Sara Moulton had just finished her freshman season of what became an All-Big Ten and All-America pitching career for the Gophers softball team.

On the TV at a postseason team gathering in 2011 was the Women's College World Series. She remembers settling in next to her father to watch. Questions began to form.

"I didn't know there was such a thing," said Moulton, now an owner and trainer at Strike Zone Sports, a softball training facility in Eagan, where she went to high school. "We just finished a rebuilding year, but I remember thinking, 'Why can't we play there?' It was so exciting. I wanted to be there."

A dozen years later, college softball is ubiquitous on springtime TV. On weekends in May and June, as many as 10 televised games can be found, on ESPN channels, the Big Ten Network, the SEC Network, the Pac-12 Network, even broadcast networks.

The reason? People watch. The 2021 Women's College World Series was the most watched on record, averaging 1.2 million viewers per game, more than that year's baseball College World Series.

Last year, the final game of the Women's College World Series was televised by ABC, the first time it was shown on broadcast television.

Softball has even challenged professional sports playoffs for ratings supremacy. In 2021, the first day of the Women's College World Series averaged 755,000 viewers. The first-round games in the NHL playoffs that year averaged 642,000 viewers.

That brings us back to Moulton as a college freshman, her eyes opened to possibilities when she saw her favorite sport on national television.

"If I was thinking that when I was in college," said Moulton, "I can imagine what a 10-year-old girl would be thinking when they watched. TV has been huge in helping grow the game."

Perhaps people enjoy watching softball for the same reason Rosemount shortstop Isabelle Nosan enjoys playing. She favors softball's "quick rhythm."

"Baseball has swag, softball more rhythm," said Nosan, who is headed to Iowa State for college softball. "When I play softball, I'm always just a little out of breath because I'm always moving."

Softball participation has risen alongside viewership. By various measures, high school and club participation have been on the rise for about 15 years.

"Numbers are exploding all over," said Forest Lake coach Sean Hall, who also runs Midwest Speed, one of the elite club programs in the state. "It's a fun, fast-paced game. And games are quick. Most only take about an hour and a half, maybe two, tops."

Growth in high school softball participation is easily measured until the pandemic years get involved. According to figures provided by the Minnesota State High School League, softball had 11,254 participants in the 2008-09 school year. By 2018-19, the number had jumped to 13,235, an increase of almost 18%. That's the last reliable year for MSHSL numbers, because COVID-19 wiped out the 2020 season and impacted seasons since.

An up-to-date measure comes from USA Softball Minnesota, an organization that serves youth softball community leagues and a few club teams. In 2022, USA Softball Minnesota listed 2,262 teams from ages 8 to 18, the highest number in the organization's history. USA Softball Minnesota's commissioner said the organization in recent years has consistently added 100 teams per year.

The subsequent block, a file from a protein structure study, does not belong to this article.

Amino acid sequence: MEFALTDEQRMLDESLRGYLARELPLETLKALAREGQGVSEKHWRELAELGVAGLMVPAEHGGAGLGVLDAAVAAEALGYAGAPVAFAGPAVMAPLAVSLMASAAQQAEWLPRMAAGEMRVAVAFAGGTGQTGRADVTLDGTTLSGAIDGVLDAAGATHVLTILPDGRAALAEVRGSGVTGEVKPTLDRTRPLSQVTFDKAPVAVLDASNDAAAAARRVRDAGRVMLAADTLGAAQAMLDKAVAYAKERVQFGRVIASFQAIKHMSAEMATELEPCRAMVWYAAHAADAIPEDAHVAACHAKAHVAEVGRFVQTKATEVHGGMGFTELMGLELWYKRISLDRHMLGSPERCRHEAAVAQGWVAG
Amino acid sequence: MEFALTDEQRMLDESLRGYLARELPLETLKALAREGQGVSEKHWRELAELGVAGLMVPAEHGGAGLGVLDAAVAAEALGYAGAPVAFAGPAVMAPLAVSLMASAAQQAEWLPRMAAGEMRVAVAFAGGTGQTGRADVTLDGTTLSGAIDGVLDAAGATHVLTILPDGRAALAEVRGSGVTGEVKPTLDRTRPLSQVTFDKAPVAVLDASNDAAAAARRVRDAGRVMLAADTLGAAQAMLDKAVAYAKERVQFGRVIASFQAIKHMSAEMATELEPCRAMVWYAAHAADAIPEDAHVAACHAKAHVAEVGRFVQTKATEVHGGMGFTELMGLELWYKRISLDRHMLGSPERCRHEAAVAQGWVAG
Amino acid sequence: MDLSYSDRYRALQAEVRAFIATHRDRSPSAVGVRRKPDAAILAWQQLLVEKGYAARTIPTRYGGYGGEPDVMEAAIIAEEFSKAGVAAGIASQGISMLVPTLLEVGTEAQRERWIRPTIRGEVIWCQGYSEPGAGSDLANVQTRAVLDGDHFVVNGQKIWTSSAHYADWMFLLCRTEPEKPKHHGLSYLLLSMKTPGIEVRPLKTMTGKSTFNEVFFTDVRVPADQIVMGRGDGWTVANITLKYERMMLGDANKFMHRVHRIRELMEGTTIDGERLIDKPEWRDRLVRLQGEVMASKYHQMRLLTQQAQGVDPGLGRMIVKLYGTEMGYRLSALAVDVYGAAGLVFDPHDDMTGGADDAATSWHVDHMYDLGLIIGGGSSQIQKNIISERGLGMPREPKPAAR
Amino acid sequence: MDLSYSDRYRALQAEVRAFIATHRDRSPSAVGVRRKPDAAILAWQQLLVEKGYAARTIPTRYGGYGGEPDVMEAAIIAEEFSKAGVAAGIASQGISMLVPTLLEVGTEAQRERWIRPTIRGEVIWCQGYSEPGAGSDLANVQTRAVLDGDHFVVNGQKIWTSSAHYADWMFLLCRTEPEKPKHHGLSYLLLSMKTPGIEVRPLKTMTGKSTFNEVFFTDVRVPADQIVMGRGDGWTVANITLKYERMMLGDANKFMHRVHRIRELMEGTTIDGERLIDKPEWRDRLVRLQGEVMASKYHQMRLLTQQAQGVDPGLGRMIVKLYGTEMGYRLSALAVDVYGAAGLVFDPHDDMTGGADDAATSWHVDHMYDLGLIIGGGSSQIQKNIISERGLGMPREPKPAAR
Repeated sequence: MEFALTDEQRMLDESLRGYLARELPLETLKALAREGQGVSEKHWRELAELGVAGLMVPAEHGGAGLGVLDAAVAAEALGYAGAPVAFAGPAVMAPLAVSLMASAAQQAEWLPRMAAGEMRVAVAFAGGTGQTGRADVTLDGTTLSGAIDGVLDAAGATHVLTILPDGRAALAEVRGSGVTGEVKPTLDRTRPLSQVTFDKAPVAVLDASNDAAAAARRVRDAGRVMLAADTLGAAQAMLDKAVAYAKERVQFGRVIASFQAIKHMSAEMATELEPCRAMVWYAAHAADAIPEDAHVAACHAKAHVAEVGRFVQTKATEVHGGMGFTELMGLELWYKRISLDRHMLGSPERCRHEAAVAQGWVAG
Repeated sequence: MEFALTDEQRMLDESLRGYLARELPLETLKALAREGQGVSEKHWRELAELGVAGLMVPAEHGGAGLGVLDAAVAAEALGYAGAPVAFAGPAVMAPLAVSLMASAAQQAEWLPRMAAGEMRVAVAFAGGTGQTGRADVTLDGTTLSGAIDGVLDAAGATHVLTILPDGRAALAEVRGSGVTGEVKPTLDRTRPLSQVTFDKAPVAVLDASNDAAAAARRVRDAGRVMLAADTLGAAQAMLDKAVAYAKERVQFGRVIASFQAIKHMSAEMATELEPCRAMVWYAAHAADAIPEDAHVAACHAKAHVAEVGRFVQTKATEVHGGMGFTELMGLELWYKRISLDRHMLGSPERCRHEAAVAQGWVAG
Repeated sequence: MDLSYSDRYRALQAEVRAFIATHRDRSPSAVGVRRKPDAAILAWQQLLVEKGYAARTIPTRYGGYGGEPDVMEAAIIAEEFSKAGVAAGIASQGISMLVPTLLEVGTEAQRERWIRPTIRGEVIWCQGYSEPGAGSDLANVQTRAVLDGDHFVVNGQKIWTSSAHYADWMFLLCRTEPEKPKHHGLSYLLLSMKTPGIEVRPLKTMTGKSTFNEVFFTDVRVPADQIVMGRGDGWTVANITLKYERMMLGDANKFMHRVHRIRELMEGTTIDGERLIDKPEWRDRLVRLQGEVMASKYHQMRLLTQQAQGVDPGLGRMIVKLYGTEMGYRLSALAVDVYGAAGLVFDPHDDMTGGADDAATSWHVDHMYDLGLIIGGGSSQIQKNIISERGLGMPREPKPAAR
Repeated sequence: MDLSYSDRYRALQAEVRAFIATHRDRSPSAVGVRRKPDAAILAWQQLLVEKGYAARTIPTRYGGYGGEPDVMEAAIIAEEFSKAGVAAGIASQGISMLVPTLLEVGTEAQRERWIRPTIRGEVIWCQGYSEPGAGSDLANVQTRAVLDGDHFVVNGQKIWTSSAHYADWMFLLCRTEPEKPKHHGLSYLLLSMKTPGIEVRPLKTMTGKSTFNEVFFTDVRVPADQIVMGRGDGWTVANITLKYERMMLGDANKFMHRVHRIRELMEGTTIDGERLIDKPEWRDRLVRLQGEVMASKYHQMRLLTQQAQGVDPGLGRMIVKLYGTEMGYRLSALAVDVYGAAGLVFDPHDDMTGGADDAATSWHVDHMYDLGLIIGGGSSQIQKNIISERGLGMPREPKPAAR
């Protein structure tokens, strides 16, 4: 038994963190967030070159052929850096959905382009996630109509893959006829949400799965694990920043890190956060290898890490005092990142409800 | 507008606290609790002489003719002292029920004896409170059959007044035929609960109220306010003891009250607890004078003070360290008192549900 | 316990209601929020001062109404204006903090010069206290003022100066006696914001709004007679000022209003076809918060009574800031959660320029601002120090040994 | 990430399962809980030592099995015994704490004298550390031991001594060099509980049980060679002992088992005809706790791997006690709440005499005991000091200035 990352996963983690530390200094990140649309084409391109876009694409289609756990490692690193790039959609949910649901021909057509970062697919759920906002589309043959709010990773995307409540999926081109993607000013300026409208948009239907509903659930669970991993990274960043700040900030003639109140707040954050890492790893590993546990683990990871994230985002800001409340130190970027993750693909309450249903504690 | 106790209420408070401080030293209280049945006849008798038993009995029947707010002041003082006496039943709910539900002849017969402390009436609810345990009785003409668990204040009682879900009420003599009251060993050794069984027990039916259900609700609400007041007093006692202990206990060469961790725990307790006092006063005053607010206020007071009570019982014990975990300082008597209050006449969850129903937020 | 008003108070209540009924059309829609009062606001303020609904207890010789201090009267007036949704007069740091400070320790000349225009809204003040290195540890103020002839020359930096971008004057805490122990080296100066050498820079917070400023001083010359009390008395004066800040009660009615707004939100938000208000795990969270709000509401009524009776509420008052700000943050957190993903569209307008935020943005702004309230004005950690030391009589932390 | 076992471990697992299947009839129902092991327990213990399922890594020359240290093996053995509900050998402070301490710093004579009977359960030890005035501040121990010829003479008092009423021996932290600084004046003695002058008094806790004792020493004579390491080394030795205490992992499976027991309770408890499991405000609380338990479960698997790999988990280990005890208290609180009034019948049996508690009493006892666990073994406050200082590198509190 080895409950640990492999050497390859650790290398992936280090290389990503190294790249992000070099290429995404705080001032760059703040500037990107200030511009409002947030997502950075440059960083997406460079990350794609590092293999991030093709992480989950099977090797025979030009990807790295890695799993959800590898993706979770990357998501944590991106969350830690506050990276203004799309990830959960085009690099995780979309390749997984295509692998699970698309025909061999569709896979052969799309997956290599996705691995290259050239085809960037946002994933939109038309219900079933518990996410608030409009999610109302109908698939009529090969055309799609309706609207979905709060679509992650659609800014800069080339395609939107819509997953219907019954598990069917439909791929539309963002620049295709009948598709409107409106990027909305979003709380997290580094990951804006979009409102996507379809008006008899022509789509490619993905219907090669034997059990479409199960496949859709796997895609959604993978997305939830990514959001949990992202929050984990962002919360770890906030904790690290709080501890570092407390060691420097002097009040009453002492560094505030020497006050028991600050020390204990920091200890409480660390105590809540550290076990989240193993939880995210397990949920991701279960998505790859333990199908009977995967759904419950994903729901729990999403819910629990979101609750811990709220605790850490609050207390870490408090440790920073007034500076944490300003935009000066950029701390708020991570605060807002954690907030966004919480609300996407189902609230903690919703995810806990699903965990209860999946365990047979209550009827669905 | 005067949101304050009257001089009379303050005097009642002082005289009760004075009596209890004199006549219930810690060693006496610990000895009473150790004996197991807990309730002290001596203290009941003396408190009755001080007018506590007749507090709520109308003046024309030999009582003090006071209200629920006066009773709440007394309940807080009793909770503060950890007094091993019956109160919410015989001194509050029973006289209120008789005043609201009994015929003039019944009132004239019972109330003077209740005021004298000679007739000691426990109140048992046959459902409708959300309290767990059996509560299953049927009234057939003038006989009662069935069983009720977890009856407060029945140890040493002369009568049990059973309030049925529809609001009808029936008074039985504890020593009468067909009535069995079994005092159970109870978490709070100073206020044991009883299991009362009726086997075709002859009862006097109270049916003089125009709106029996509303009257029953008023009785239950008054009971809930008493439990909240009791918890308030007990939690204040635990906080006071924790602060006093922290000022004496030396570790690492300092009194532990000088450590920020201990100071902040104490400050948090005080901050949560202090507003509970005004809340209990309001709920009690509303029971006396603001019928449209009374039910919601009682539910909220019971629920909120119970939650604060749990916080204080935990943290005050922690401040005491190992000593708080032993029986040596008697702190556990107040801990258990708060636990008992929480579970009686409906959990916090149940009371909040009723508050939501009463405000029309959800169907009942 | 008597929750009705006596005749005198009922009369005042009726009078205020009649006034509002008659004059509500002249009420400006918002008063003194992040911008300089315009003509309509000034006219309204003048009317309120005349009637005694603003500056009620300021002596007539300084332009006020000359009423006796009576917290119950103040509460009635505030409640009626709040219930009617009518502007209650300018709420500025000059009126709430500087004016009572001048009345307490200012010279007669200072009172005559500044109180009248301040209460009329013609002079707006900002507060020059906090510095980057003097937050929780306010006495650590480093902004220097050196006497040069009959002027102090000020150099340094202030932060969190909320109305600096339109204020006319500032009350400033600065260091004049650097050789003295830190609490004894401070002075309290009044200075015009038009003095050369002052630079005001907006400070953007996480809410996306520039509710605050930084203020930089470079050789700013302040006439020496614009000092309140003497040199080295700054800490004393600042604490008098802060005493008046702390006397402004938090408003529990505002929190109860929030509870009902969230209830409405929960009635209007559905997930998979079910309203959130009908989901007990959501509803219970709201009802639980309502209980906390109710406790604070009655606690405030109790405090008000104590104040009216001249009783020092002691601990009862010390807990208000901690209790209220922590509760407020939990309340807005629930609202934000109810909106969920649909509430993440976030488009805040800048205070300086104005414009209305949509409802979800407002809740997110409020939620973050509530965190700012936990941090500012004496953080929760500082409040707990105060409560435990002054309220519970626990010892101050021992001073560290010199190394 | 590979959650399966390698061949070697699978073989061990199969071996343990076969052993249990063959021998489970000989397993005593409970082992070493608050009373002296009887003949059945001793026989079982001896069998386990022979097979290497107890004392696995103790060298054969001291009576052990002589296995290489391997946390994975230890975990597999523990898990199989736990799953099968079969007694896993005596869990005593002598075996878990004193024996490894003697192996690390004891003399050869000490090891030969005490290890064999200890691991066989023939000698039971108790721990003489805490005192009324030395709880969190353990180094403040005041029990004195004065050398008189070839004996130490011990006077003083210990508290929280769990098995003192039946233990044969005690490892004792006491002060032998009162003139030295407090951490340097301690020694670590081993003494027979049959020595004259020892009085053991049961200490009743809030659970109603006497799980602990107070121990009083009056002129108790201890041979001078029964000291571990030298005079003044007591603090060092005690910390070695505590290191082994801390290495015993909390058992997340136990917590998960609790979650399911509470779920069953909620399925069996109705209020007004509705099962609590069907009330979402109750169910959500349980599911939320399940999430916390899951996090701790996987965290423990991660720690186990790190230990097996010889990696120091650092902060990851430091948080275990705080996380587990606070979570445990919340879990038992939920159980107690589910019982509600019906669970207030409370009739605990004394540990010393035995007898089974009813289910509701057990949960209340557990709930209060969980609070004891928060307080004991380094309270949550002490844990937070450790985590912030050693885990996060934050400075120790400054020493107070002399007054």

Softball participation numbers and viewership have surged at the same time the sport has seen changes in rules, equipment and availability.

Hall, who led the Rangers to the Class 4A title in 2022, said the decision to move the pitching rubber back 3 feet from home plate — from 40 feet to 43 feet — in 2011 was a watershed moment. Softball pitchers previously had a decided edge over hitters. No-hitters were common, perfect games not unusual.


"It's a more interesting game," Hall said. "We still have our share of dominant pitchers, but not nearly as many as there used to be. It's added offense to the game."

Dan Pfeffer, commissioner for USA Softball Minnesota, cited offense, too, assisted by equipment.

"It really started in 2008, 2009 with the introduction of composite bats," he said. "… Coaches don't have to coach to swing for power anymore. All a player has to do is square up on the ball and it goes."

Said Moulton: "It's crazy. A hitter can swing one-handed and hit it out of the park."

Concern about injuries from batted balls is eased by widespread acceptance of face masks for fielders, especially pitchers and third basemen.

All that has happened as softball became a year-round sport. Softball fields, with bases 60 feet apart and fences commonly only about 220 feet from the plate, fit nicely inside the typical inflatable dome.

"The game is the same," Hall said. "There are just more opportunities."

Opportunities to play and opportunities to watch.

Despite the warmer weather that had been so elusive this spring, Rosemount power-hitting first baseman Paige Zender is spending much weekend time indoors, watching college softball on television.

"It consumes me," said Zender, who has a state-leading 10 home runs this season and is also an Iowa State signee. "It's inspiring to see younger girls mimic some of the players and want to be like them."